WISBECH: Joy as the tide begins to turn for the Thomas Clarkson Community College
PUBLISHED: 09:54 13 November 2008 | UPDATED: 08:43 02 June 2010
By JOHN ELWORTHY YOU would not have heard the champagne corks popping but there was in the air a quiet celebratory mood as the 1,370 students at Thomas Clarkson Community College began to realise the tide was turning. Maureen Strudwick, the understudy wh
By JOHN ELWORTHY
YOU would not have heard the champagne corks popping but there was in the air a quiet celebratory mood as the 1,370 students at Thomas Clarkson Community College began to realise the tide was turning.
Maureen Strudwick, the understudy who unexpectedly found herself as acting head of the Wisbech school, is being widely credited for having helped turn around the school's fortunes.
"The acting head teacher is exerting a strong influence on the development of the school and has good strategies to bring about improvements," said a report published this week by Ofsted.
The Office for Standards in Education report - compiled over a two day inspection last month- believes Ms Strudwick has an "accurate understanding of the school's strengths and weaknesses. "
The report also offered confirmation that provisional exam results for 2008 are the best for three years.
"Similarly the provisional outcomes of the school's best eight examination courses show a significant improvement. "
And inspectors reported that early indications for the large numbers of year 10 and 11 students taking vocational qualifications "are positive with all those involved on target to secure a pass grade."
Staffing has stabilised, new behaviour policies have been introduced, parents have been consulted, pastoral support teams set up, and truancy targeted.
Ms Strudwick, former deputy head who has been at the school for 18 years, says the one time Queens School was placed in special measures "for all the right reasons, but if ever there was a wrong reason it was for the children of Wisbech. Wisbech needs to be proud of Thomas Clarkson -and I for one am going to be singing the praises of many people at this school."
Ms Strudwick, appointed as caretaker head after John Bennett's surprise resignation this summer and a candidate for the permanent headship once interviewing takes place next year, has put "Team TC" at the heart of her strategy for improvement.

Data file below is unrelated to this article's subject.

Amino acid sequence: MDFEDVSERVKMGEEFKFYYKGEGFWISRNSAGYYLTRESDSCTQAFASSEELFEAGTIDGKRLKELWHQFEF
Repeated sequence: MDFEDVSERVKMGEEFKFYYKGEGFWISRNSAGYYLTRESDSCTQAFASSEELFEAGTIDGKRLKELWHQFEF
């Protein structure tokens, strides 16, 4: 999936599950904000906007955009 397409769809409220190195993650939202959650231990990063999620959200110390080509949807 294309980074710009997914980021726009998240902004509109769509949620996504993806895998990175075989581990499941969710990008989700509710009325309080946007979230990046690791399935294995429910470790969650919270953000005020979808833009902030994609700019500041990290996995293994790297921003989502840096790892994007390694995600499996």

"If someone comes to me with bad news, I insist they find two pieces of good news to accompany it," she says. With a bulging 'good news' stack of comments and thank you notes from staff, students, parents and visitors the folder is slowly getting bigger.
Ofsted, she insists, told her "nothing we didn't know". Their reporting of an "unacceptable" numbers of racist incidents, for example, had been gleaned from the school's own data, and it remains a priority for her team.
Likewise behaviour issues, which Ofsted noted was showing improvement, is being tackled through a new 'I behave' computer software programme which means teachers can easily comment on poor behaviour "but more importantly comment on good behaviour."
Ms. Strudwick says the student council was working with the teachers on a rewards programme for good behaviour and feedback from parents and pupils was being encouraged.
Oftsed hit on punctuality - an issue also being addressed- and Ms Strudwick has insisted a tough line be taken on parents who take their pupils out during term time for holidays.
"Students come to be educated and that must mean we insist they are here for the duration of the term" she says.
The school is also addressing other issues raised by Ofsted ranging from their observation that of lessons observed "one in five was inadequate" to erratic marking of students' work to many lessons finishing early and representing "lost opportunities for learning."
There's also the "sizeable deficit" in the school's budget which Ofsted noted that needs remedying.
But for the future Ms Strudwick is confident the team she has put together is capable of bring about the changes needed and is relishing the prospect of being at Thomas Clarkson for the long haul.
Last week she visited schools in Sheffield to see how the Building Schools for the Future initiative was working out there (Thomas Clarkson is getting its re-building programme soon).
And she is now studying the Ofsted report and bracing herself and her team for their next visit, likely mid way through next term.
"It was an absolutely fair report but it would be wrong to say we are anything more than satisfied so far," she said. "We are not by any stretch of the imagination resting on our laurels."
The head, who had taken a remembrance assembly for 300 students before we met and was preparing for a presentation night for year 11 students that evening, remains delighted and still surprised by her unexpected elevation to the headship.
She says she has a "level of humility" that meant she was uncertain what to expect when the job came along.
"That's not to say I lack confidence, far from it," she says. "I am passionate and determined to work for the future of this school. And there were a significant number of people who had the confidence in me to do so."
She added: "Challenges remain, and will always remain in Wisbech. I'm not papering over any cracks but its all about confidence in reaching out to those parents who have made the decision not to send their children to this school.
"We want to ensure the community is working with us- and we'll do everything possible to make that happen.
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